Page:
As you might expect, the movie is mostly about that carnage—I mean, the movie is titled Rawhead Rex, not An American Photojournalist in Ireland, you know? This, of course, is in no way a criticism since watching monsters tear people apart is a perfectly acceptable form of entertainment around these parts. For the most part, director George Pavlou delivers what’s expected on this front: Rawhead Rex is gory as hell, as the title creature romps through trailer parks and surrounding fields, allowing the film to contend with the era’s splatter output. Even if you wouldn’t lump this in with traditional slashers, its aim isn’t too terribly different: you watch Rawhead Rex to see people die horribly, and Pavlou consistently absolves you of having to feel too terribly bad about it. By the time you see a girl’s completely disrobing right in the middle of the attack, you realize to what base levels this movie is aspiring—and that’s fine, of course, especially since the effects are gruesome and ample.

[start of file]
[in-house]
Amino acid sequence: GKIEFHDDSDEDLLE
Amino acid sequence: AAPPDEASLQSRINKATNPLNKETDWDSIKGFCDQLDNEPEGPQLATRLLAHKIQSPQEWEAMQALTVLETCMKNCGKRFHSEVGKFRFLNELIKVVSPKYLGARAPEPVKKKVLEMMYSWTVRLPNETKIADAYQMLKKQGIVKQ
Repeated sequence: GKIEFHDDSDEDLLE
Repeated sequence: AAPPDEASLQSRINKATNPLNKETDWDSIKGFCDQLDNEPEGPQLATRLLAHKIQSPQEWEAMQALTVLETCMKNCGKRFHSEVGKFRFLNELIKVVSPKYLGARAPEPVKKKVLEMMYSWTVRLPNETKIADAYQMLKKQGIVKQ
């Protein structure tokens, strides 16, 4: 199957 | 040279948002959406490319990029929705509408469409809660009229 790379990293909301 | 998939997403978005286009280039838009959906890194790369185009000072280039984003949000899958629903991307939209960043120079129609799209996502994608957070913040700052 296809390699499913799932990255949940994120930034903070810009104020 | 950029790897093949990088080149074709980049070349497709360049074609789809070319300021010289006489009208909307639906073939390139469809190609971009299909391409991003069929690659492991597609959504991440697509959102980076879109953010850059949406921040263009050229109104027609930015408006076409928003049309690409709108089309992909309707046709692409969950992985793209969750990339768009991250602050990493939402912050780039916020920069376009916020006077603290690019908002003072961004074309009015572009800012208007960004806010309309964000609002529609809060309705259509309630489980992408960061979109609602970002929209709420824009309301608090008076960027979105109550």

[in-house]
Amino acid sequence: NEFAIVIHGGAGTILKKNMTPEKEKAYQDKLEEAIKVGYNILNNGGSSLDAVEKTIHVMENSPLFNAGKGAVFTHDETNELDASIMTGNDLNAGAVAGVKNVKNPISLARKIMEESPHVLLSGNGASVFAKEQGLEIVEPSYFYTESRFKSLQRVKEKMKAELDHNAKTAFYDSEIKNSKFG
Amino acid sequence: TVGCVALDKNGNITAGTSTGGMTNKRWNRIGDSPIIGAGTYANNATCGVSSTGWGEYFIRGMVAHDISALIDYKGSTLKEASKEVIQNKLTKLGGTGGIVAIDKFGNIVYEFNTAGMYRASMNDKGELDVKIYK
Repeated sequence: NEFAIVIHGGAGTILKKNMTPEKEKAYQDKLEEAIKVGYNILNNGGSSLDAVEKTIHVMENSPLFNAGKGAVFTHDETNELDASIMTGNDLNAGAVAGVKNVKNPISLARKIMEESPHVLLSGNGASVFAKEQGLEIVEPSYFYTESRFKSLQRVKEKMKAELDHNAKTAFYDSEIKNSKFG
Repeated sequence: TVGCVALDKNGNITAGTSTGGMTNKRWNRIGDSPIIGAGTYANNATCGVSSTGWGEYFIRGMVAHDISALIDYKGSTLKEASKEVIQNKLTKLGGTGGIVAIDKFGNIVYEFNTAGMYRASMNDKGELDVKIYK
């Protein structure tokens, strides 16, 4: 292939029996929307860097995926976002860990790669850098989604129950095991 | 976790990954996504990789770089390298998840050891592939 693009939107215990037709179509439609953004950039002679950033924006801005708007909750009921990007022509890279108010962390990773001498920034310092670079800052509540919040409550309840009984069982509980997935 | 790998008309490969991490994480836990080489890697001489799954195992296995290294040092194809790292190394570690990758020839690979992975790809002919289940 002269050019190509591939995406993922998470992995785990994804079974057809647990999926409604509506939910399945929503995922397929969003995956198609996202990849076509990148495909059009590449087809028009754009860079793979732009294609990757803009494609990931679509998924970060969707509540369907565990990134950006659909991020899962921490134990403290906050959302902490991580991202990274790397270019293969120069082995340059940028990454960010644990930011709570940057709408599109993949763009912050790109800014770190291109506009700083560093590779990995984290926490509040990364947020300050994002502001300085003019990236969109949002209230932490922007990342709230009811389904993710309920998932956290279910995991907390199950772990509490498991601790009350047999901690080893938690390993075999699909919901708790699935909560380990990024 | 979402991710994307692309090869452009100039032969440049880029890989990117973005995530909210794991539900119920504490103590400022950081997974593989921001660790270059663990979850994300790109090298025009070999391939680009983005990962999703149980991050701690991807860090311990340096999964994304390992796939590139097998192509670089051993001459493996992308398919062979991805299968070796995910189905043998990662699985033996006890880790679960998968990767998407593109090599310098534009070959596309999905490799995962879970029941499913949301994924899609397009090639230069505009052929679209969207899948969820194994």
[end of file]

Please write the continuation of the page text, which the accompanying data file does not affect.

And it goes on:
The only problem here—and one might consider it a huge problem depending on what you want from something like Rawhead Rex—is that it’s hard to take this thing seriously when it decides to, well, get serious. A little over halfway through the film, Rawhead Rex seemingly abducts Hallenbeck’s son from their car in what should be a positively nightmarish sequence: we glimpse a trail of blood and watch Hallenbeck flee into the woods, overcome by anguish and rage…only to see the scene abruptly cut to the family sitting in the police station, processing the turn of events with all the somberness of someone who may have lost their dog. Pavlou finds no sense of weight here, as Hallenbeck’s grief quickly dovetails into his thirst for revenge against the creature that murdered his son. Given the film’s generally glib tone, the lack of gravitas, and the fact that we don’t actually see Rex kill the boy, it’s easy to assume that the son was actually just abducted and will miraculously turn up before the credits roll.